Gold also held up pretty well through last week’s equity rally.  That’s good news for us.  Continue to hold on to IAU for further gains.

Meanwhile, silver is on a tear.

This is what we’ve been waiting for.  At some point, the gold/silver ratio had to catch up to historical norms.  And silver has been part of a buying frenzy in recent days.

Our position in SLV is now up over 20%.  And I think the upside is even higher. Continue holding on to your SLV shares for now.


Sugar declined immediately after we grabbed our gains in SGG.  However, SGG has broken through a key resistance level and is heading higher once again.  I feel it’s reaching overbought territory.

Cocoa has pulled back a bit lately.  And NIB is hovering below our entry point.

Supply expectations have stabilized as weather conditions in the Ivory Coast have remained favorable.

But don’t worry…

Remember, we’re expecting a big increase in demand for cocoa as the holiday season approaches.  Improvement in the global economy will also help our cause.

Keep holding your position in cocoa (NIB), and buy below $45.50 if you haven’t already…


Cattle climbed into overbought territory and had a sharp selloff recently.  For prices to really get a nice bump, economic conditions will have to improve more than expected.

Meanwhile, I’m a bit more bullish on hogs.  Slaughter levels have come in below expectations in recent weeks.  Supply is expected to increase in the fall, so prices will continue to be volatile.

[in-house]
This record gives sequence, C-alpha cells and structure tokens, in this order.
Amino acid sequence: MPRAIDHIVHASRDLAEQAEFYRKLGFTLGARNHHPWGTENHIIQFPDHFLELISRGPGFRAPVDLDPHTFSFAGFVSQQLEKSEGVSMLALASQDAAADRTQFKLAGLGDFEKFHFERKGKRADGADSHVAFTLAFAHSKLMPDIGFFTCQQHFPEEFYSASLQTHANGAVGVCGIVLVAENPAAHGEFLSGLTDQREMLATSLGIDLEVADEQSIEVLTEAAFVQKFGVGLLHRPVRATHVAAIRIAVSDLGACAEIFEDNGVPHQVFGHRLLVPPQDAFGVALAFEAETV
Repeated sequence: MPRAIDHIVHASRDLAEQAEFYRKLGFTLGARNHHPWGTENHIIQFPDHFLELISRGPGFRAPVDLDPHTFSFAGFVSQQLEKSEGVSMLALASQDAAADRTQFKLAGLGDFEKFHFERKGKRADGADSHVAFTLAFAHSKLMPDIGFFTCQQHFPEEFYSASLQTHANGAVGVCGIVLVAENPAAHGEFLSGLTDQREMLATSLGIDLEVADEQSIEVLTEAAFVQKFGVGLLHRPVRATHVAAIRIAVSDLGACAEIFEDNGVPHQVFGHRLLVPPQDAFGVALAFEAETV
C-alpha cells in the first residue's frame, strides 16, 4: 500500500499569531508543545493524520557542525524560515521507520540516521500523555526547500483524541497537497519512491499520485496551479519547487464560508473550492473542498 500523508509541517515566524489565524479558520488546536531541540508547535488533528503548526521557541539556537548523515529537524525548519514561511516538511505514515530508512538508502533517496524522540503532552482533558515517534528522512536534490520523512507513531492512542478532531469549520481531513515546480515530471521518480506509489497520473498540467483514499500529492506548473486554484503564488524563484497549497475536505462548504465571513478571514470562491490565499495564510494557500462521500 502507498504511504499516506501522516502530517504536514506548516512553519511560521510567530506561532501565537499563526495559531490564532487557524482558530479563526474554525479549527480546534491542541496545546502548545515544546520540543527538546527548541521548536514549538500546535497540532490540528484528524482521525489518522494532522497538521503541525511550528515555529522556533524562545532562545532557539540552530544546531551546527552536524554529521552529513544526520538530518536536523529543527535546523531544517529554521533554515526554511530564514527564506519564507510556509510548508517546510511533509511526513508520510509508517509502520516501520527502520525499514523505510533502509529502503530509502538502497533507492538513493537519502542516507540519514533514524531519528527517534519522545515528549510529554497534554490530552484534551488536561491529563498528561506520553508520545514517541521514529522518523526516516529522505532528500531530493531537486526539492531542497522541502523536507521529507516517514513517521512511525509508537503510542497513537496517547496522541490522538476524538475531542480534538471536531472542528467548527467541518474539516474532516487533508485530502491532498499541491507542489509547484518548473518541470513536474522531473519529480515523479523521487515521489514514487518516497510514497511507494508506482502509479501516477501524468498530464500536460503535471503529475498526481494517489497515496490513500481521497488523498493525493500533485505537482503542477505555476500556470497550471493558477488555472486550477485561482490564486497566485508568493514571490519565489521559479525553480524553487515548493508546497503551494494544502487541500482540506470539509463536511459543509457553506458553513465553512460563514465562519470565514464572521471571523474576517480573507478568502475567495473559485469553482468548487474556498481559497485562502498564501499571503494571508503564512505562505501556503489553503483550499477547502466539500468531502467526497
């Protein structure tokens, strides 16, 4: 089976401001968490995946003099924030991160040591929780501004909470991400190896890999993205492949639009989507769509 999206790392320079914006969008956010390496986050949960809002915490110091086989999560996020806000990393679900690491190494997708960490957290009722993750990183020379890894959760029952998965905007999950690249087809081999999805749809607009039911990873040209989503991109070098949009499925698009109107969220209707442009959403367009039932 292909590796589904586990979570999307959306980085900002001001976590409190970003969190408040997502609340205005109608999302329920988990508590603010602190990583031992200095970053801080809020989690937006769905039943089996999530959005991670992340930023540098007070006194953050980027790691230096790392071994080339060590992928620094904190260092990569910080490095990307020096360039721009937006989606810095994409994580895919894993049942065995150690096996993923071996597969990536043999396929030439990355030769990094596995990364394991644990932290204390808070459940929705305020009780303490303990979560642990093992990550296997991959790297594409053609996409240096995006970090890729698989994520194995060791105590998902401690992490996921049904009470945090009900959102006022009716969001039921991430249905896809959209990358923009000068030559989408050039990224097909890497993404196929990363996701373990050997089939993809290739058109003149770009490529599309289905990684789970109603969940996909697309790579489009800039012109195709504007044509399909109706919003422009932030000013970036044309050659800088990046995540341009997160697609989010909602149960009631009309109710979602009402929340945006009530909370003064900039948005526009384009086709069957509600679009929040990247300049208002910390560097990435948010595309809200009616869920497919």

Portfolio Changes

  • This month we’re adding grains (JJG) to the portfolio.  See above for all the details.
  • We recently closed out our sugar position (SGG).

Category: Commodity Trading

About the Author ()

Justin Bennett is the editor of Commodity ETF Alert, an investment advisory focused on profiting from the ebb and flow of important commodities via ETFs. The commodity veteran and options specialist is also a regular contributor to the Dynamic Wealth Report. Every week, Justin shares his thoughts with our readers on a variety of commodity-related topics. Justin is also a frequent contributor to Commodity Trading Research’s free daily e-letter. And he’s the editor of another highly successful and popular investment advisory, the Options Profit Pipeline.